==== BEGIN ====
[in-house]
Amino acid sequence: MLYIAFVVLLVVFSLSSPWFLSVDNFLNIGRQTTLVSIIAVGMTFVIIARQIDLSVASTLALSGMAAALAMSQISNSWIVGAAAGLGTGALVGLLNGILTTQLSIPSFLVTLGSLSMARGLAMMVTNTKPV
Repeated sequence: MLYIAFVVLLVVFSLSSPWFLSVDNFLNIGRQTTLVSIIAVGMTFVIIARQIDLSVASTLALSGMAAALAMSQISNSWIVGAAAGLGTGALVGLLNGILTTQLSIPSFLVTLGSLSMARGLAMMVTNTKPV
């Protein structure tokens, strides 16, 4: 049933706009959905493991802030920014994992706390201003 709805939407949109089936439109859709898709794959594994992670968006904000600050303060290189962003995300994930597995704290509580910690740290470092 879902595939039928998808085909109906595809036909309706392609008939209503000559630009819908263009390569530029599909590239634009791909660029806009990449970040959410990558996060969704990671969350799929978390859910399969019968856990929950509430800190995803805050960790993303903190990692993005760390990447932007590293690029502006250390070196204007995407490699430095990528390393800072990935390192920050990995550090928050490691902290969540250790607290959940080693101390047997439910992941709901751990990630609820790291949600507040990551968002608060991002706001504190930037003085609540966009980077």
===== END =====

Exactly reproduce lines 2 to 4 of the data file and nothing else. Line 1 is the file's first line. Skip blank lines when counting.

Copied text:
Amino acid sequence: MLYIAFVVLLVVFSLSSPWFLSVDNFLNIGRQTTLVSIIAVGMTFVIIARQIDLSVASTLALSGMAAALAMSQISNSWIVGAAAGLGTGALVGLLNGILTTQLSIPSFLVTLGSLSMARGLAMMVTNTKPV
Repeated sequence: MLYIAFVVLLVVFSLSSPWFLSVDNFLNIGRQTTLVSIIAVGMTFVIIARQIDLSVASTLALSGMAAALAMSQISNSWIVGAAAGLGTGALVGLLNGILTTQLSIPSFLVTLGSLSMARGLAMMVTNTKPV
């Protein structure tokens, strides 16, 4: 049933706009959905493991802030920014994992706390201003 709805939407949109089936439109859709898709794959594994992670968006904000600050303060290189962003995300994930597995704290509580910690740290470092 879902595939039928998808085909109906595809036909309706392609008939209503000559630009819908263009390569530029599909590239634009791909660029806009990449970040959410990558996060969704990671969350799929978390859910399969019968856990929950509430800190995803805050960790993303903190990692993005760390990447932007590293690029502006250390070196204007995407490699430095990528390393800072990935390192920050990995550090928050490691902290969540250790607290959940080693101390047997439910992941709901751990990630609820790291949600507040990551968002608060991002706001504190930037003085609540966009980077």